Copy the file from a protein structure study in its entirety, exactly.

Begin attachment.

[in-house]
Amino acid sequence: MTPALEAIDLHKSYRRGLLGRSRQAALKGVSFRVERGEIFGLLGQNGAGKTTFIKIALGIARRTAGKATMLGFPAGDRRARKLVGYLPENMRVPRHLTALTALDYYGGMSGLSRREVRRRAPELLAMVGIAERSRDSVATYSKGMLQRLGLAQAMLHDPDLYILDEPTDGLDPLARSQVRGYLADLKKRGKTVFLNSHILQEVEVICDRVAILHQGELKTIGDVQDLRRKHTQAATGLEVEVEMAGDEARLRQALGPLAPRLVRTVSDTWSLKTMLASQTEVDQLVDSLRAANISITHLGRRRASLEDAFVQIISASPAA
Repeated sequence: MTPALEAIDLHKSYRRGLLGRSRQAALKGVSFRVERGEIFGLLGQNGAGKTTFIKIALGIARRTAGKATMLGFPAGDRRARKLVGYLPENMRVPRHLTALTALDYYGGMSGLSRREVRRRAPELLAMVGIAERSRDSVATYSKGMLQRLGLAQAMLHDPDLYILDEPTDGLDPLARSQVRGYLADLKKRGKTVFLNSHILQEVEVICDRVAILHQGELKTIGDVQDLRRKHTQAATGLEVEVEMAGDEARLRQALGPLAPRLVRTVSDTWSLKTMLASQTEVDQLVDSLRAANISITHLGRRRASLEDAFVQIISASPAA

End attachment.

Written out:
[in-house]
Amino acid sequence: MTPALEAIDLHKSYRRGLLGRSRQAALKGVSFRVERGEIFGLLGQNGAGKTTFIKIALGIARRTAGKATMLGFPAGDRRARKLVGYLPENMRVPRHLTALTALDYYGGMSGLSRREVRRRAPELLAMVGIAERSRDSVATYSKGMLQRLGLAQAMLHDPDLYILDEPTDGLDPLARSQVRGYLADLKKRGKTVFLNSHILQEVEVICDRVAILHQGELKTIGDVQDLRRKHTQAATGLEVEVEMAGDEARLRQALGPLAPRLVRTVSDTWSLKTMLASQTEVDQLVDSLRAANISITHLGRRRASLEDAFVQIISASPAA
Repeated sequence: MTPALEAIDLHKSYRRGLLGRSRQAALKGVSFRVERGEIFGLLGQNGAGKTTFIKIALGIARRTAGKATMLGFPAGDRRARKLVGYLPENMRVPRHLTALTALDYYGGMSGLSRREVRRRAPELLAMVGIAERSRDSVATYSKGMLQRLGLAQAMLHDPDLYILDEPTDGLDPLARSQVRGYLADLKKRGKTVFLNSHILQEVEVICDRVAILHQGELKTIGDVQDLRRKHTQAATGLEVEVEMAGDEARLRQALGPLAPRLVRTVSDTWSLKTMLASQTEVDQLVDSLRAANISITHLGRRRASLEDAFVQIISASPAA